- Start date: 1 September 2017
- End date: 31 May 2022
- Funder: Engineering and Physical Sciences Research Council (EPSRC)
- Value: £1,025,622
- Partners and collaborators: NHS Lanarkshire, Monaghans, Apex 4D Ltd, Leeds Teaching Hospitals NHS Trust
- Primary investigator: Professor Catherine Noakes
- Co-investigators: Dr Marco-Felipe King, Dr Andrew Kemp, Dr Louise Fletcher, Dr Andrew Sleigh, Dr Amirul Khan
Hospital buildings are critical for supporting effective patient treatment. There is strong evidence that the design of patient environments influences well-being and comfort, recovery rates and can both cause and control transmission of infections, particularly those with an airborne component.
Recent surveillance in England estimates 6% of patients a year contract an infection while in hospital, which with hospital admissions of 15.9 million, totals almost 1 million people. Around 20% of infections are thought to be directly related to the environment. Hospital buildings have not progressed at the same rate as medical advances and many clinicians are treating patients in sub-optimal conditions. In addition, recent scrutiny of healthcare buildings has been dominated by a focus on their energy usage, and there is increasing concern that decisions are made on energy and cost efficiency grounds without proper understanding of the risk to patients. This is counter-productive; efficiency savings in buildings leads to increased risks and hence costs in clinical delivery.
With the NHS commitment to reduce recurrent revenue costs in supporting the reduction of the national £22bn funding shortfall, it is essential that buildings are considered holistically and that the influence on patient outcomes is properly factored in. A major barrier to delivering good patient environments is having usable tools to assess risks and adapt the environment and operations in a responsive manner. Current tools for designing and operating healthcare buildings and selecting technology are good at modelling energy but are very limited from a health and infection control perspective. Our previous research developed new methods for modelling hospital environments and their influence on infection risk.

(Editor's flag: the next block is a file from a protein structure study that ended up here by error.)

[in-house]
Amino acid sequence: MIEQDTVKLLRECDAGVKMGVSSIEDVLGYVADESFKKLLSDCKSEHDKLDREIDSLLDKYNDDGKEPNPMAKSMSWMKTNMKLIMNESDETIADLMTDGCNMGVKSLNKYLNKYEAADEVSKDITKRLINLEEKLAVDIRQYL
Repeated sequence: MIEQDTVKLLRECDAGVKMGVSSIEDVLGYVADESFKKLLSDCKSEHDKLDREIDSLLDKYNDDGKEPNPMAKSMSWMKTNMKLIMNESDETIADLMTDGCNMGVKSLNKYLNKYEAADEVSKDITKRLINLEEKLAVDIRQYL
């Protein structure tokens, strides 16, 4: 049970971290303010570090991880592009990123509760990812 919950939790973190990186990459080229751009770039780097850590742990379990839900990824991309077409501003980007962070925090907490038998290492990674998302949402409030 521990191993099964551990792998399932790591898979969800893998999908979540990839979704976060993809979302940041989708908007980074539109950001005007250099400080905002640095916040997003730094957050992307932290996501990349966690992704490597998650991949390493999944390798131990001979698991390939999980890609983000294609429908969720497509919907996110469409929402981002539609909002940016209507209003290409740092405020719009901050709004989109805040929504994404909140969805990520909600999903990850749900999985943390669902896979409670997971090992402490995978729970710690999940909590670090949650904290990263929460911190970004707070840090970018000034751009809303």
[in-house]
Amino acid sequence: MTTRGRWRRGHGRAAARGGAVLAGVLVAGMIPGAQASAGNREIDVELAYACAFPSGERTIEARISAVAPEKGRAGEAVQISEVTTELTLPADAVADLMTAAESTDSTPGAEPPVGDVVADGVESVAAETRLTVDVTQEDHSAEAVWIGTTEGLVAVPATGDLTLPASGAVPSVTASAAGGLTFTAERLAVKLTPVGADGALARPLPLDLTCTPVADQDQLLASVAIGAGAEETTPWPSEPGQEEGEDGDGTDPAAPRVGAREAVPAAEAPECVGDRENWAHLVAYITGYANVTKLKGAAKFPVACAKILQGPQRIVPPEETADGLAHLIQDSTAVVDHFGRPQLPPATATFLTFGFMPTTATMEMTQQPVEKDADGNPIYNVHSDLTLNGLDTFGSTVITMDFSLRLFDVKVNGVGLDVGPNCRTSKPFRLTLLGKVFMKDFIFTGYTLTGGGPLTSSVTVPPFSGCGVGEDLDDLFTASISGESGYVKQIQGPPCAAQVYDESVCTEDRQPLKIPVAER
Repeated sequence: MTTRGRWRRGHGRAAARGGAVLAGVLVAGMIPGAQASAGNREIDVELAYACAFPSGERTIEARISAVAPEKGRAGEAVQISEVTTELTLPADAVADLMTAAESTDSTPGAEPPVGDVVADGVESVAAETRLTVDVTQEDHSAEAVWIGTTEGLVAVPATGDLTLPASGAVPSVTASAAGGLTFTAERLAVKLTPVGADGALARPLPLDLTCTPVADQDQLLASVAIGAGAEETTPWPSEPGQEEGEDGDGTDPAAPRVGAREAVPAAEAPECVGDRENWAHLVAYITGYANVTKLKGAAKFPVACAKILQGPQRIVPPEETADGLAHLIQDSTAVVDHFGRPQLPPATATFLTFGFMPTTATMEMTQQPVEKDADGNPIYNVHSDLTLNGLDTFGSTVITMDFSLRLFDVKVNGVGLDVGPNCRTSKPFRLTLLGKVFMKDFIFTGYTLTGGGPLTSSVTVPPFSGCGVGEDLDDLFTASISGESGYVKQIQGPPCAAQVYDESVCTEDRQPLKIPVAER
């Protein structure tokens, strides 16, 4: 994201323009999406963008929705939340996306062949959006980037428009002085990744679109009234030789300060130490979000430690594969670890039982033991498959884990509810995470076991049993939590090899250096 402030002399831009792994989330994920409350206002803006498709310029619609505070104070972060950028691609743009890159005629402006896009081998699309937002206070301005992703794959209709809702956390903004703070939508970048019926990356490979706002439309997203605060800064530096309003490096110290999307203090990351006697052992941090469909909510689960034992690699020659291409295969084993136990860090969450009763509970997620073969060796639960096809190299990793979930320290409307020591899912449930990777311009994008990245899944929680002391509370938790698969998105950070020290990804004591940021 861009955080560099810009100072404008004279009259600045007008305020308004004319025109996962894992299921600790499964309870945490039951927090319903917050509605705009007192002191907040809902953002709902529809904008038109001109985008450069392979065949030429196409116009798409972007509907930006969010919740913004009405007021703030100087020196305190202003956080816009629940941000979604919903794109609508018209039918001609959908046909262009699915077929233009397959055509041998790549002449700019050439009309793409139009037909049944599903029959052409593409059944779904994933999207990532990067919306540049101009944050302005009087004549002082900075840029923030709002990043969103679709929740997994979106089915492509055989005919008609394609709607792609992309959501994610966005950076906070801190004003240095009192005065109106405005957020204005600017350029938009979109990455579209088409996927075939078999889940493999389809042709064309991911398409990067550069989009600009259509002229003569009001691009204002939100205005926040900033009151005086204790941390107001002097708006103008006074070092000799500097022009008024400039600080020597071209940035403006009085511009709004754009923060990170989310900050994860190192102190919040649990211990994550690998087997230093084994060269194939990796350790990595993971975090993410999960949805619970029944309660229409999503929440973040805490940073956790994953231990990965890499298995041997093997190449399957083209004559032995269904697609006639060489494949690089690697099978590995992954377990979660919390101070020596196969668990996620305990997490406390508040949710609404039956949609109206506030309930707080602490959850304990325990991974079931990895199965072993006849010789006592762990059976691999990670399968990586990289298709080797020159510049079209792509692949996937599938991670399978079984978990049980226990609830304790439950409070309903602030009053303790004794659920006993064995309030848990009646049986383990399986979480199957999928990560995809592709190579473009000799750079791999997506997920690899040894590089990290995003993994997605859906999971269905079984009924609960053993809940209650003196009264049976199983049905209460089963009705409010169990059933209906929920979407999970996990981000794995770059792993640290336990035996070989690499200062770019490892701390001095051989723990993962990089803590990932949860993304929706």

In this project, we aim to build on these approaches to develop and test novel computational based tools to assess, monitor and control real patient environments in hospitals for infection control, comfort and well-being. We will develop and couple models of physical, environmental, microbial and human parameters together with environmental sensor data to build new tools to dynamically model hospital environments. These will focus on addressing challenges with existing wards which are often constrained by the current building design and in many cases are naturally ventilated via opening windows.
We will build a system that links sensors with a real-time fluid dynamics simulation model to enable live monitoring of environmental conditions and allow predictions to be made for rapid adaption. This will inform and control aspects like window opening, heaters and additional cooling to optimise the patient environment for comfort and air quality parameters. Alongside this, we will develop a quantitative pathogen exposure model that can enable a comparison of the relative risk of air and surface transmission and the likely effectiveness of different design and infection control strategies. This tool will support decision making and scenario testing, as well as provide a valuable interactive training tool to demonstrate the interactions between pathogens, people and the physical environment.
The project has significant interaction with clinicians who manage complex ward environments and a wide range of patients, and expertise in industry, in the design, specification and operation of hospitals. We will develop and test our approaches on real wards to understand their challenges, measure variability in conditions and evaluate how and where our models can best be used to inform practice. By working closely with industry partners we will understand how our pilot tools can be deployed in design and estates management and where they may inform guidance and governance. The project will deliver new risk-based ways of assessing healthcare environments that support decisions, training, design and future guidance.
The hospital environment is a very significant element in providing safe and effective care and treatment to patients. The NHS estate comprises over 28 million square meters of buildings, over 300 acute hospital sites, and around 75% of it is over 20 years old. Hospitals spend millions of pounds every year on operating and maintaining these environments. Providing a good indoor environment for patients is a daily challenge for many hospitals and with a finite budget understanding how and where to invest in the environment is a key concern.